LONDON (Reuters) - Britain’s Sky television was criticized on Wednesday for plans to screen the final moments of a terminally-ill man who chose to commit suicide.
The film of 59-year-old Craig Ewert’s death in 2006 in a clinic in Switzerland is part of a Right to Die documentary made by Canadian filmmaker John Zaritsky and the first time British television has shown someone committing assisted suicide.
“If I don’t go through with it, my choice is essentially to suffer, to inflict suffering on my family, and then die,” Ewert says in the film, parts of which were shown on Sky News.
Sky was due to broadcast the full documentary at 2100 GMT.
With his wife Mary at his side, Ewert, who was partially paralyzed by motor-neurone disease, is shown at the Dignitas suicide clinic in Zurich drinking a mixture of sedatives and turning off his own ventilator.
Anti-euthanasia campaigners said the broadcast was irresponsible “euthanasia voyeurism” which would create a false impression of a growing demand for assisted suicide in Britain.
“This will only intensify the pressure felt by such people, whether real or imagined, to contemplate taking their lives for fear of being a burden upon loved ones, carers or a society that is short of resources,” said campaign group Care Not Killing, an alliance of around 50 concerned organizations.
Assisted suicide has been allowed in Switzerland since the 1940s if performed by a non-physician who has no vested interest in the death. Both Dignitas, and another suicide clinic there called Exit, use lethal drugs prescribed by a physician to end the lives of those who seek their help.
Asked in parliament about the broadcast, Prime Minister Gordon Brown said it highlighted “very difficult issues.”
“I believe that it is necessary to ensure that there is never a case in the country where a sick or elderly person feels under pressure to agree to an assisted death,” he said. “That is why I have always opposed legislation for assisted deaths.”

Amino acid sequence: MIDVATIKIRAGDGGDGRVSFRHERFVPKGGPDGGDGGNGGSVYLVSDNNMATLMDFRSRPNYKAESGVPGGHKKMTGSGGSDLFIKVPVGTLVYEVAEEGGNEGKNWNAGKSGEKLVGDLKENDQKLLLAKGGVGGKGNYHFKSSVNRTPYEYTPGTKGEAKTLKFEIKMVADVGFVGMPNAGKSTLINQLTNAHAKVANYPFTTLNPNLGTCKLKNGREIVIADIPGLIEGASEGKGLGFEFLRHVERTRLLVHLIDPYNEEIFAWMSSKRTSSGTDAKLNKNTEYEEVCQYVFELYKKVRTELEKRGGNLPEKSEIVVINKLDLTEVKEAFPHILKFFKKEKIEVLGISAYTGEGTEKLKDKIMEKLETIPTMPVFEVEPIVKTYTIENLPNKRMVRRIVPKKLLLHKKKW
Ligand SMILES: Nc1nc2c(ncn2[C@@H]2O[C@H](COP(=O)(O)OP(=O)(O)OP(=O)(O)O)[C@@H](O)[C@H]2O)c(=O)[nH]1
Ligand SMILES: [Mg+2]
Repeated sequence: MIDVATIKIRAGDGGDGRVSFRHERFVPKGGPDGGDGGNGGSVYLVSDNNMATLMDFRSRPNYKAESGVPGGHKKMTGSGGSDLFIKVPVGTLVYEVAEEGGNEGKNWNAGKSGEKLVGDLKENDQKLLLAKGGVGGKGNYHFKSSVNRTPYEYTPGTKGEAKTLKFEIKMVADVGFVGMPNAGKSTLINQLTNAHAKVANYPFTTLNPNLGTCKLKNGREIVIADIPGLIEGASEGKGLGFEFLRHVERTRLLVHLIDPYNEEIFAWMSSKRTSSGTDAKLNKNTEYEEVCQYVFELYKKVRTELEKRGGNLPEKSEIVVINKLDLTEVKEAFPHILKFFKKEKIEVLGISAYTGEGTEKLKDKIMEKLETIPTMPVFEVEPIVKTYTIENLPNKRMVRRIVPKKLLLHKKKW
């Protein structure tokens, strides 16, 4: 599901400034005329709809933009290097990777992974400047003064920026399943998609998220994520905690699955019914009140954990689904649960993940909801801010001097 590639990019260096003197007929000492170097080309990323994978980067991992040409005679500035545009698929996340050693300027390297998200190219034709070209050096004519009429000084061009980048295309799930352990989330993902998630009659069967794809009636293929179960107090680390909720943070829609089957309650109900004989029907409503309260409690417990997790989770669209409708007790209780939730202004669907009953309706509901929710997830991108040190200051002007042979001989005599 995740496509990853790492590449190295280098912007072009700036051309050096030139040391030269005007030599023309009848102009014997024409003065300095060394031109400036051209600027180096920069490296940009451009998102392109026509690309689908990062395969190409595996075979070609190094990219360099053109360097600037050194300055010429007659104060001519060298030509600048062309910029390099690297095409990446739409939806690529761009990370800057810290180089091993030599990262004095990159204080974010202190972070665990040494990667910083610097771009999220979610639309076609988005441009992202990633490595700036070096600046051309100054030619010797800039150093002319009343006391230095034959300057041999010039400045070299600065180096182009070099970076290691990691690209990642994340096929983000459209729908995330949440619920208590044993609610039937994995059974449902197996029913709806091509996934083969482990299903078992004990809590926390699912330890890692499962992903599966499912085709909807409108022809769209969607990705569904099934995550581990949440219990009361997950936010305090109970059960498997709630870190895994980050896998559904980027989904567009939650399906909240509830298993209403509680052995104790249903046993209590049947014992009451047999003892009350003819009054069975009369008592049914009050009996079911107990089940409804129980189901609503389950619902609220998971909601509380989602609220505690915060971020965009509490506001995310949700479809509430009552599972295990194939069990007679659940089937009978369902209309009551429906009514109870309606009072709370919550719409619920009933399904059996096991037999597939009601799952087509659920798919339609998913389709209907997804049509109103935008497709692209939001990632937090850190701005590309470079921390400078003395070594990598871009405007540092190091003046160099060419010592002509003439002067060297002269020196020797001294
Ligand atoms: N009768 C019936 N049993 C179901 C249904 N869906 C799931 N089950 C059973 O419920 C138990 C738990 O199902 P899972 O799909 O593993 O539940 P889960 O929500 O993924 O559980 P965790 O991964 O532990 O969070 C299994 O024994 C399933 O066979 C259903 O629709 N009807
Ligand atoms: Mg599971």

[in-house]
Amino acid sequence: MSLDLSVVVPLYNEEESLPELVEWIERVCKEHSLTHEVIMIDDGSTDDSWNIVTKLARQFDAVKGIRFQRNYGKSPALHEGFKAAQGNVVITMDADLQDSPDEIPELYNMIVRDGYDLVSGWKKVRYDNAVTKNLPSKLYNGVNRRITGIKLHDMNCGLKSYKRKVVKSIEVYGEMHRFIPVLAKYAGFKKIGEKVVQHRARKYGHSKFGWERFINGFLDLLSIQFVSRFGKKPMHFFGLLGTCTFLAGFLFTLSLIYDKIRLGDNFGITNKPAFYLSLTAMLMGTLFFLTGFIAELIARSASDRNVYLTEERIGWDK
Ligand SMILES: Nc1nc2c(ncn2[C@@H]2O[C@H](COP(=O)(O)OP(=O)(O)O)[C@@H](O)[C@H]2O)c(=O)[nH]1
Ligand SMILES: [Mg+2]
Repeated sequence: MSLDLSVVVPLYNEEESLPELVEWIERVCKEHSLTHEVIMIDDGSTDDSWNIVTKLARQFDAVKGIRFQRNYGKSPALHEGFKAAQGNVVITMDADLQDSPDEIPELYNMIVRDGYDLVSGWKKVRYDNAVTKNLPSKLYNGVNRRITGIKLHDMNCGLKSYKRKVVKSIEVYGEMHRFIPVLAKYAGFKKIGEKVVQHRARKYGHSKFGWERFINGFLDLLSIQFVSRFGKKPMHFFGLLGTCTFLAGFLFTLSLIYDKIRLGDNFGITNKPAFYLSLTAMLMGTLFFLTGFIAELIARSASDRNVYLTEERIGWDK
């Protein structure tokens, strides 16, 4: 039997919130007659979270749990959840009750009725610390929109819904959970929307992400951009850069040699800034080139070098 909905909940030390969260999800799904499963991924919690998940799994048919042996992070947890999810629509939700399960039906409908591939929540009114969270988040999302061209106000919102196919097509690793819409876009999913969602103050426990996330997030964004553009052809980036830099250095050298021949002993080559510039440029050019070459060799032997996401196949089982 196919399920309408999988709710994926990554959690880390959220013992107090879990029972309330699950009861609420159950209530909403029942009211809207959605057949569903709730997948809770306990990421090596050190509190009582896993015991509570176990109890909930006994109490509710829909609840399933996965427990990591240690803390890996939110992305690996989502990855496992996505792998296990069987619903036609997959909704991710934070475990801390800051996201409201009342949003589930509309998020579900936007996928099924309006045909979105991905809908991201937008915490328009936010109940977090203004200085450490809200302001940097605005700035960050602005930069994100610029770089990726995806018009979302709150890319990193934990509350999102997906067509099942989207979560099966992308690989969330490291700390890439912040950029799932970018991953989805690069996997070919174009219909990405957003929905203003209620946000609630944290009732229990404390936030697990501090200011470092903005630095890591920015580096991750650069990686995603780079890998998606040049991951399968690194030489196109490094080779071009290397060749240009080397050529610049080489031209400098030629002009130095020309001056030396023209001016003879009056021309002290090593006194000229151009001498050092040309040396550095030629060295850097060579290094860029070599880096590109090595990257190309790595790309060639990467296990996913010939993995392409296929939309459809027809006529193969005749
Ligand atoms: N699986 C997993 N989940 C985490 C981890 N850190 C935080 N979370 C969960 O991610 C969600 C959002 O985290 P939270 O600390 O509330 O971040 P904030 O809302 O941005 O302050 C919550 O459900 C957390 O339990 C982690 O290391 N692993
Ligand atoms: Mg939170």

But writing in The Independent newspaper, Ewert’s wife said her husband — an American-born university professor who lived in Yorkshire, northern England — had wanted his death to be shown to help allay peoples’ fears about death.
“He was keen to have it shown because when death is hidden and private, people don’t face their fears about it. They don’t acknowledge that it is going to happen, they don’t reflect on it they don’t want to face it,” Mary Ewert wrote.
“He wanted to remove a veil so that people could see how comfortably someone could die who — without this option of assisted suicide — maybe would have had a very painful death.”
The film’s Oscar-winning director Zaritsky told BBC radio he felt it was important to show the full process. Anything else, he said, would have given a “less than honest” view open “to charges that the death was unpleasant or cruel.”
“By putting it out there in its entirety, people can judge for themselves,” he said.
According to figures released last month, between 2001 and 2004, 91 percent of those who died with help from Dignitas were foreigners, mostly from Germany, France and Britain.
Editing by Paul Casciato